Policy Matters

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Policies are probably not your bedtime reading of choice, but they can underpin positive relationships between parents and schools.
Image based on a photo CC BY Sean MacEntee.

Schools in New Zealand are required to do the following, according to the National Administration Guidelines:

(c) on the basis of good quality assessment information, identify students and groups of students:

  1. who are not achieving;
  2. who are at risk of not achieving;
  3. who have special needs (including gifted and talented students); and
  4. aspects of the curriculum which require particular attention;

and

(d) develop and implement teaching and learning strategies to address the needs of students and aspects of the curriculum identified in (c) above;

Each school has considerable autonomy in how they do all this, and many will have written a policy (a document written by the Board of Trustees) or a procedure (a document written by the staff) to guide teaching practice. Your child’s school may well have a policy or procedure that specifically addresses how gifted children will be identified and catered for. It probably doesn’t have any pictures, and it may well look extremely dull, but I’m about to tell you why this document is a wonderful thing:

A policy or procedure expresses good intentions. If things go wrong at school, it’s easy to forget that the school personnel could possibly have good intentions. However, the policy or procedure is a piece of paper that shows those good intentions in black and white. This can be very reassuring!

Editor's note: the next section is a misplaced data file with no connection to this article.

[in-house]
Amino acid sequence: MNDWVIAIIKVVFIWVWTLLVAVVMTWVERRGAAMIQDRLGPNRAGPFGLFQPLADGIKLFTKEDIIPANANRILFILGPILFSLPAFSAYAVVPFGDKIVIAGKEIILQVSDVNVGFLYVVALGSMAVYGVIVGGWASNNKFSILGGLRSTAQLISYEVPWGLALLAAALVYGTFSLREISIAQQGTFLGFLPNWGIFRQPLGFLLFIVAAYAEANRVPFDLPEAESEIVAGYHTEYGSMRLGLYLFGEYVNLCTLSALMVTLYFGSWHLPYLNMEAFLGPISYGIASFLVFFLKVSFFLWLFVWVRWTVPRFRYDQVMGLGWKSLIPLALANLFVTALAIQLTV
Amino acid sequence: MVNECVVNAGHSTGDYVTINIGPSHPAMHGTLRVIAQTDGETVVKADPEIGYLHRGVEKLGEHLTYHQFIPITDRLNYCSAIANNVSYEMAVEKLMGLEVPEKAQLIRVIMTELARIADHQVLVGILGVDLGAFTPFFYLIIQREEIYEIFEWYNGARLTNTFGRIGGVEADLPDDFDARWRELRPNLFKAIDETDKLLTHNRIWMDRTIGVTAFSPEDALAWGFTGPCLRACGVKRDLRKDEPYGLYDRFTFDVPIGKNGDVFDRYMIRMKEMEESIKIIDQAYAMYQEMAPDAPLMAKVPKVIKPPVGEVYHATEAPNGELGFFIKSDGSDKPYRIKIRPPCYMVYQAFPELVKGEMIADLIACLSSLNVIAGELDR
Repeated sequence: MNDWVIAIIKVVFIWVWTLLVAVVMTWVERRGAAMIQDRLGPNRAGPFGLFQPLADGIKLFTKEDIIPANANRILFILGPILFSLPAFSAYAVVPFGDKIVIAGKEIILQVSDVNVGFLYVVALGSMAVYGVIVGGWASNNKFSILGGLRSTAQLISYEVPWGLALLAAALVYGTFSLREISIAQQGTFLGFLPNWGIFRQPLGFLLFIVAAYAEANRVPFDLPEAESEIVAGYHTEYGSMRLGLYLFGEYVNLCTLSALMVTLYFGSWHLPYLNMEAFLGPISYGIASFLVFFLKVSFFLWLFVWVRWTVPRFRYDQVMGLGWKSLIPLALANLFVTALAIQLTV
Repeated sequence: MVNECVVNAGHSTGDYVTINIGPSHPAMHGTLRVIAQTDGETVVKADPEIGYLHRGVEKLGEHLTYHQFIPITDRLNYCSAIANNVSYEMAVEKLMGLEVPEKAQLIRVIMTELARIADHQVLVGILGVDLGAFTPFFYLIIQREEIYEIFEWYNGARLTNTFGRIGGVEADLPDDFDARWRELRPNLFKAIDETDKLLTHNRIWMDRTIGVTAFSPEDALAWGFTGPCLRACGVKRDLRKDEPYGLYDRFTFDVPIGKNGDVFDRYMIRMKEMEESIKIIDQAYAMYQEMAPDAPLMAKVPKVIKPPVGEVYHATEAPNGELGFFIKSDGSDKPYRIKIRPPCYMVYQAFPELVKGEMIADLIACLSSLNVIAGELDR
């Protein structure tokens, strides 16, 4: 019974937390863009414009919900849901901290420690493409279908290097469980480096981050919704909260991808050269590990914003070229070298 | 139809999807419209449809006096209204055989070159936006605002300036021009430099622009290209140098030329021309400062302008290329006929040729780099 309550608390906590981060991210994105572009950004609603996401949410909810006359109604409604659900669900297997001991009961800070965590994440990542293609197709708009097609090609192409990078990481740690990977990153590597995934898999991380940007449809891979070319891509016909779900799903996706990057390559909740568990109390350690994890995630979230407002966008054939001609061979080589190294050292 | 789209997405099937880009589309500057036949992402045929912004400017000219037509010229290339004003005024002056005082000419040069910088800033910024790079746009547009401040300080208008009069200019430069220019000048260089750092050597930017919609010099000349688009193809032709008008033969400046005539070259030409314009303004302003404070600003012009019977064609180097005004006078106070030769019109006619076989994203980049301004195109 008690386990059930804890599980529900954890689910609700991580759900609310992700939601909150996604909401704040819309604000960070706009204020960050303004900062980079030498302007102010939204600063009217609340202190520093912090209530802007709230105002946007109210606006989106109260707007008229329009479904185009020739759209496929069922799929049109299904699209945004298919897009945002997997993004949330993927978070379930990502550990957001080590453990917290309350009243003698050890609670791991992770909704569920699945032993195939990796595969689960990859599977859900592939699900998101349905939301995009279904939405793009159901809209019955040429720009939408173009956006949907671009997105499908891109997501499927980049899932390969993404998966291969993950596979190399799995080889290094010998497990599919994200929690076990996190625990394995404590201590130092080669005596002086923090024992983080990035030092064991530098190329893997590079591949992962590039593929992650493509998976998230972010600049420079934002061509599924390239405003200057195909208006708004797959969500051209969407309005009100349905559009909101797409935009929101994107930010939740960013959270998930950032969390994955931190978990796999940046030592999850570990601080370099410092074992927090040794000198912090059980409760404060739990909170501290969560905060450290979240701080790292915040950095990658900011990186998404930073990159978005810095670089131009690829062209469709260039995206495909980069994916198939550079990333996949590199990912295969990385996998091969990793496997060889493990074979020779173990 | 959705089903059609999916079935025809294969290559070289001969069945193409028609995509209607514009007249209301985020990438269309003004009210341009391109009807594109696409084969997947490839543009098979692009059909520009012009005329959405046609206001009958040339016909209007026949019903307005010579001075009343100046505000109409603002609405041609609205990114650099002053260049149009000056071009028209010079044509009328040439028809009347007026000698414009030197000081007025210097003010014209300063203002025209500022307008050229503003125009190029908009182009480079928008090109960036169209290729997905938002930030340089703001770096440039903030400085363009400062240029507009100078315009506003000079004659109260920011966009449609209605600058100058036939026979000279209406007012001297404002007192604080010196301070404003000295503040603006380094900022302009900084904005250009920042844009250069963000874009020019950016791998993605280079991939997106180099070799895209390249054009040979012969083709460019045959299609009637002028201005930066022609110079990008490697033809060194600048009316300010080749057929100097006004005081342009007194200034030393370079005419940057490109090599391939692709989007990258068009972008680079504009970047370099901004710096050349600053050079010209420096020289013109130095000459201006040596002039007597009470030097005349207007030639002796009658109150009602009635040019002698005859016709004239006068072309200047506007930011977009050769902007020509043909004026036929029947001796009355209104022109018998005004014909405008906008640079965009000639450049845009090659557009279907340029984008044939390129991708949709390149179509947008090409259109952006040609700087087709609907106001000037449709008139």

A policy or procedure promotes understanding. Your school’s policy or procedure was written primarily to help teachers develop a shared understanding of how gifted and talented children are identified and catered for. It conveys perceptions about what gifted means within your school, or “where they are coming from” with regard to giftedness. These are great things for parents to understand, too!

A policy or procedure is usually written by a committee. I know, I know… if something looks as though it was “designed by a committee”, that means it is full of awkward mismatches and compromises! However, if your school has a policy or procedure on gifted education, they have gone through the process of assembling the range of opinions that can lead to mismatches and compromises. They’ve explored differing points of view on giftedness, and they have come up with something they can agree on. There should be something in the resulting document that you can agree with too, which helps you to discuss giftedness as a friend rather than an adversary.

A policy or procedure must be realistic. ERO checks that schools follow their own rules. A policy or procedure is therefore very unlikely to be a vehicle for promising you the earth and delivering a small back section.

A policy or procedure guides action in every classroom until a new one is written (often on a three year cycle). This is the document created to smooth out the bumps between teachers who “get it” about gifted education and those who don’t. It can’t make teachers into clones of one another, of course, but it can give them shared and stable goals – ones that parents can understand and support.